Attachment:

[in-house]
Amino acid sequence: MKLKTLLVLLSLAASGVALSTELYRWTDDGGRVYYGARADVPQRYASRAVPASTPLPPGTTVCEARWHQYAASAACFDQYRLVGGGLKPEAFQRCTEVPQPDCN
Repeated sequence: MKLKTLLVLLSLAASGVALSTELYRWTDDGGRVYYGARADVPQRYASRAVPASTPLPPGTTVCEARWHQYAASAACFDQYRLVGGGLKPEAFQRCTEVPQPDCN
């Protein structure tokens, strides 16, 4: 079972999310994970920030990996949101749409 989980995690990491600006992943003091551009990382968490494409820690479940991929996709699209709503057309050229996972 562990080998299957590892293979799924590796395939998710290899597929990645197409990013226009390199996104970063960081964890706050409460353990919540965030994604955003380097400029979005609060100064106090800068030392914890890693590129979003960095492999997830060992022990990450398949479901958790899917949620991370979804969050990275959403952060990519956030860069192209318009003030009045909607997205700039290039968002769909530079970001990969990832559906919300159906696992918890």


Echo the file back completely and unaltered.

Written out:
[in-house]
Amino acid sequence: MKLKTLLVLLSLAASGVALSTELYRWTDDGGRVYYGARADVPQRYASRAVPASTPLPPGTTVCEARWHQYAASAACFDQYRLVGGGLKPEAFQRCTEVPQPDCN
Repeated sequence: MKLKTLLVLLSLAASGVALSTELYRWTDDGGRVYYGARADVPQRYASRAVPASTPLPPGTTVCEARWHQYAASAACFDQYRLVGGGLKPEAFQRCTEVPQPDCN
């Protein structure tokens, strides 16, 4: 079972999310994970920030990996949101749409 989980995690990491600006992943003091551009990382968490494409820690479940991929996709699209709503057309050229996972 562990080998299957590892293979799924590796395939998710290899597929990645197409990013226009390199996104970063960081964890706050409460353990919540965030994604955003380097400029979005609060100064106090800068030392914890890693590129979003960095492999997830060992022990990450398949479901958790899917949620991370979804969050990275959403952060990519956030860069192209318009003030009045909607997205700039290039968002769909530079970001990969990832559906919300159906696992918890």